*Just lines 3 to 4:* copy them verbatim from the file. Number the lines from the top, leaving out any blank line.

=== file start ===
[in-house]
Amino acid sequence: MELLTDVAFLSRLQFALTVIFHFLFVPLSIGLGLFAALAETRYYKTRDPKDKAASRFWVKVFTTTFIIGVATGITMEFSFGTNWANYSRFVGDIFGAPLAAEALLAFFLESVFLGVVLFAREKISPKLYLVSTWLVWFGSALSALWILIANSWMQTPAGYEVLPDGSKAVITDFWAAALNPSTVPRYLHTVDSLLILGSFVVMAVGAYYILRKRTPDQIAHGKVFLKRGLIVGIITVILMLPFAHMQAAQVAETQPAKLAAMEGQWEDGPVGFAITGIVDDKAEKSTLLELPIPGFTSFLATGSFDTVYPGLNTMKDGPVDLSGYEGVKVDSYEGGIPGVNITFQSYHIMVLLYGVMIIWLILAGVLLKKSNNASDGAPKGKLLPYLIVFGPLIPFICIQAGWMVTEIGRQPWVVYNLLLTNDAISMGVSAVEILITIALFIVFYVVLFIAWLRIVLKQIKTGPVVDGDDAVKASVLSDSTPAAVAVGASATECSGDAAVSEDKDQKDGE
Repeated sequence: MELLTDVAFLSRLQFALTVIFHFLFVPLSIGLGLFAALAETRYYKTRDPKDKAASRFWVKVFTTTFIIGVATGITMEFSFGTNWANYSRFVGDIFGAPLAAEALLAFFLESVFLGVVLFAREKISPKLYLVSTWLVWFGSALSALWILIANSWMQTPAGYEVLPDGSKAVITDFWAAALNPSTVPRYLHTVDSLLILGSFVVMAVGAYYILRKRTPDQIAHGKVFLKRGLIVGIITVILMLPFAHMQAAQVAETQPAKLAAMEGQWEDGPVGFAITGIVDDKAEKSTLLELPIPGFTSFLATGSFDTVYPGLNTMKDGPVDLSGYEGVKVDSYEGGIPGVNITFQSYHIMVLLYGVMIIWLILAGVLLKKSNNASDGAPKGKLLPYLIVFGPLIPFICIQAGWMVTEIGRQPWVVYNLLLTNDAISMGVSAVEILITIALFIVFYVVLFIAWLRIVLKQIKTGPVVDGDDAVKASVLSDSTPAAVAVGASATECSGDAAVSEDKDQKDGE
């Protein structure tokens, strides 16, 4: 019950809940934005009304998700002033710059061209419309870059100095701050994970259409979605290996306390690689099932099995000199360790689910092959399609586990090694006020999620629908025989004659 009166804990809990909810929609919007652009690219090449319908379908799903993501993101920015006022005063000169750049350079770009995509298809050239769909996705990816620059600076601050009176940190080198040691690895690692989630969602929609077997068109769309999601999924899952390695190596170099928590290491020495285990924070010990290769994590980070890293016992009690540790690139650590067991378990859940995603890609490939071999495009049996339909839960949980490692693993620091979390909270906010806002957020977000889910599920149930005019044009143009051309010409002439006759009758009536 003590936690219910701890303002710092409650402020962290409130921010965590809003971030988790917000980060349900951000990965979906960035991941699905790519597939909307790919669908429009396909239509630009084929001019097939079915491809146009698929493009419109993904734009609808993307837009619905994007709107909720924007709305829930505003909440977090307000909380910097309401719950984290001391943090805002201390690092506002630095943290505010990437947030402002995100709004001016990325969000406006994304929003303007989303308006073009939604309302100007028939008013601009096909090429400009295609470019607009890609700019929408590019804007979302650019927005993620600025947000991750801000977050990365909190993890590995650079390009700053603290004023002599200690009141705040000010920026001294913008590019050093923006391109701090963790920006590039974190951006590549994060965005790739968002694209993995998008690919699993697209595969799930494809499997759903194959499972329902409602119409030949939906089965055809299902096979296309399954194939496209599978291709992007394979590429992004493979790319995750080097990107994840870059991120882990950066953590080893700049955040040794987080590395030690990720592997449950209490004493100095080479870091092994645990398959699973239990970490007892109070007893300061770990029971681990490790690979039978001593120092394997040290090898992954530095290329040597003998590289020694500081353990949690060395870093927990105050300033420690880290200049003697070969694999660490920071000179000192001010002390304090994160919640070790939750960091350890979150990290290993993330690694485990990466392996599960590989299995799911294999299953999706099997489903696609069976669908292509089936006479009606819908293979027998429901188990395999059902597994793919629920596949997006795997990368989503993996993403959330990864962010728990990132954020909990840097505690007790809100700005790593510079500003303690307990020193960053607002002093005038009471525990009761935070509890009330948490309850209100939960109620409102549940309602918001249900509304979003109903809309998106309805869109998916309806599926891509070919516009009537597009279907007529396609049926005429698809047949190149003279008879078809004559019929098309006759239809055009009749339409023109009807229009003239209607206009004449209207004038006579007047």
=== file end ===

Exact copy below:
Repeated sequence: MELLTDVAFLSRLQFALTVIFHFLFVPLSIGLGLFAALAETRYYKTRDPKDKAASRFWVKVFTTTFIIGVATGITMEFSFGTNWANYSRFVGDIFGAPLAAEALLAFFLESVFLGVVLFAREKISPKLYLVSTWLVWFGSALSALWILIANSWMQTPAGYEVLPDGSKAVITDFWAAALNPSTVPRYLHTVDSLLILGSFVVMAVGAYYILRKRTPDQIAHGKVFLKRGLIVGIITVILMLPFAHMQAAQVAETQPAKLAAMEGQWEDGPVGFAITGIVDDKAEKSTLLELPIPGFTSFLATGSFDTVYPGLNTMKDGPVDLSGYEGVKVDSYEGGIPGVNITFQSYHIMVLLYGVMIIWLILAGVLLKKSNNASDGAPKGKLLPYLIVFGPLIPFICIQAGWMVTEIGRQPWVVYNLLLTNDAISMGVSAVEILITIALFIVFYVVLFIAWLRIVLKQIKTGPVVDGDDAVKASVLSDSTPAAVAVGASATECSGDAAVSEDKDQKDGE
């Protein structure tokens, strides 16, 4: 019950809940934005009304998700002033710059061209419309870059100095701050994970259409979605290996306390690689099932099995000199360790689910092959399609586990090694006020999620629908025989004659 009166804990809990909810929609919007652009690219090449319908379908799903993501993101920015006022005063000169750049350079770009995509298809050239769909996705990816620059600076601050009176940190080198040691690895690692989630969602929609077997068109769309999601999924899952390695190596170099928590290491020495285990924070010990290769994590980070890293016992009690540790690139650590067991378990859940995603890609490939071999495009049996339909839960949980490692693993620091979390909270906010806002957020977000889910599920149930005019044009143009051309010409002439006759009758009536 003590936690219910701890303002710092409650402020962290409130921010965590809003971030988790917000980060349900951000990965979906960035991941699905790519597939909307790919669908429009396909239509630009084929001019097939079915491809146009698929493009419109993904734009609808993307837009619905994007709107909720924007709305829930505003909440977090307000909380910097309401719950984290001391943090805002201390690092506002630095943290505010990437947030402002995100709004001016990325969000406006994304929003303007989303308006073009939604309302100007028939008013601009096909090429400009295609470019607009890609700019929408590019804007979302650019927005993620600025947000991750801000977050990365909190993890590995650079390009700053603290004023002599200690009141705040000010920026001294913008590019050093923006391109701090963790920006590039974190951006590549994060965005790739968002694209993995998008690919699993697209595969799930494809499997759903194959499972329902409602119409030949939906089965055809299902096979296309399954194939496209599978291709992007394979590429992004493979790319995750080097990107994840870059991120882990950066953590080893700049955040040794987080590395030690990720592997449950209490004493100095080479870091092994645990398959699973239990970490007892109070007893300061770990029971681990490790690979039978001593120092394997040290090898992954530095290329040597003998590289020694500081353990949690060395870093927990105050300033420690880290200049003697070969694999660490920071000179000192001010002390304090994160919640070790939750960091350890979150990290290993993330690694485990990466392996599960590989299995799911294999299953999706099997489903696609069976669908292509089936006479009606819908293979027998429901188990395999059902597994793919629920596949997006795997990368989503993996993403959330990864962010728990990132954020909990840097505690007790809100700005790593510079500003303690307990020193960053607002002093005038009471525990009761935070509890009330948490309850209100939960109620409102549940309602918001249900509304979003109903809309998106309805869109998916309806599926891509070919516009009537597009279907007529396609049926005429698809047949190149003279008879078809004559019929098309006759239809055009009749339409023109009807229009003239209607206009004449209207004038006579007047």